Posted by: Joe | Aug 7, 2013 1:05:23 PM

Also, the decision revolved around the fact that 'The Hobby Shop' is a legal entity, a for-profit corporation. That entity has to obey the laws.

Posted by: Barry | Aug 7, 2013 11:19:16 AM

“the Court’s cases recognize a basic, common-sense difference between living, breathing, individuals—who think, possess a conscience, and a claim to human dignity—and artificial entities, which are created by the law for a specific purpose, such as to make running a business more efficient and lucrative.” A group of people get together for a purpose. If they incorporate then the group achieves certain legal status that provides protection for the members of the group. However, for all issues where the specific legal protections of incorporation do not apply, what is left is a group of people not some inanimate object. While incorporation did not provide life and breath in the fictional person, reaching beyond incorporation does not somehow transform a group of people into a pile of clay. So the Third Circuit is wrong.

That said, various religions have very strange view about health care. Some believe that any medical care is wrong and that sick people should prey to God to cure them. Some believe that blood transfusions are a violation of God's law. We do not allow individual religious views determine if an employer should provide unemployment insurance, or worker's comp insurance, or Social Security Disability insurance, so why should it determine health insurance coverage? This is true whether the employer is a corporation or is unincorporated. The government decides the coverage. The employer is obligated to pay for a standard policy without regard for what it contains. Meanwhile, the ultimate decision about what health care to obtain is left up to the employee. So the other Circuits are wrong too.

Posted by: Howard Gilbert | Aug 6, 2013 3:26:24 PM

Anon -- I should have said "without cost sharing or co-pays." Thanks.

Posted by: Rick Garnett | Aug 6, 2013 3:01:06 PM

I was open to your argument about the word "impose," but was then jarred by your aside explaining that employees are merely affected by not getting "free" contraception. Health coverage is not "free," and I've never heard anyone suggest that employees who receive comprehensive health insurance - in exchange for their labor and payment of premiums - are somehow getting "free" prostrate exams or "free" cholesterol-lowering drugs.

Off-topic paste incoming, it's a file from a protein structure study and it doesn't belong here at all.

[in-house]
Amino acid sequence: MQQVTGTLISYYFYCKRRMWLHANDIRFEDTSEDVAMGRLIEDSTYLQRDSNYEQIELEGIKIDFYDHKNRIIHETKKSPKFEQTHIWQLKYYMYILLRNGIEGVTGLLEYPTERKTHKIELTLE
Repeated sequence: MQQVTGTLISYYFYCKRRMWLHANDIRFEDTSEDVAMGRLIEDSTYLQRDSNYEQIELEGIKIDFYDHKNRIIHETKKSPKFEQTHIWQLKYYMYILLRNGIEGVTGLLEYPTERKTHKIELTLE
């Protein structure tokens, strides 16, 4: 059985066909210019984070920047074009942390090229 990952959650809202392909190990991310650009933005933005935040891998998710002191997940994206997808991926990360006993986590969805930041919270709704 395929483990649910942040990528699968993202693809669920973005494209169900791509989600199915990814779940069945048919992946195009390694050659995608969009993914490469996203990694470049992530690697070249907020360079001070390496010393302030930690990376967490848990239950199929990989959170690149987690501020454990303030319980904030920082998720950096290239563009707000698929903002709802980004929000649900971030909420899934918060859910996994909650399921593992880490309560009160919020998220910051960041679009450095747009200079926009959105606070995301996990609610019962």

Posted by: anon | Aug 6, 2013 2:59:52 PM

ETA: I do find Ms Lithwick a bit loose with her analysis, using wit to replace nuance at times, so it's usually helpful to look big picture.

Posted by: Joe | Aug 6, 2013 2:04:03 PM

I think the word "impose" accurate because realistically it would be burdensome for people not to choose to work certain places. If the only way to do so is to lose a benefit, you are being "imposed" upon. The employer's beliefs are burdening the employees. The point was made in U.S. v. Lee, which I find good law & applicable here.

As to the second point, that is one way to look at it, and it might be a better way to look at it (especially if the 3CA's approach is rejected & corporations are "persons" for the purposes at hand etc.). But, if corporations don't have free exercise rights, at least under RFRA, that very well might be a way to look at it!

Posted by: Joe | Aug 6, 2013 2:03:10 PM

I agree completely on the "impose" point. I would like to see a broader study of co-opted libertarian language where utterly inappropriate. Using the word "impose" here either waters down our collective notion of "imposition" and / or else exploits the libertarian impulse in an anti-libertarian fashion.

Not being a libertarian myself, I'm merely making a descriptive point: if "impose" means anything, it needs to have some formal characteristics of the sort you describe, and while you make a valiant effort, I don't think there is any charitable interpretation here. Lithwick knows she isn't dealing with an imposition here and is simply trying to score rhetorical points or obfuscate the law.

Posted by: AndyK | Aug 6, 2013 1:06:50 PM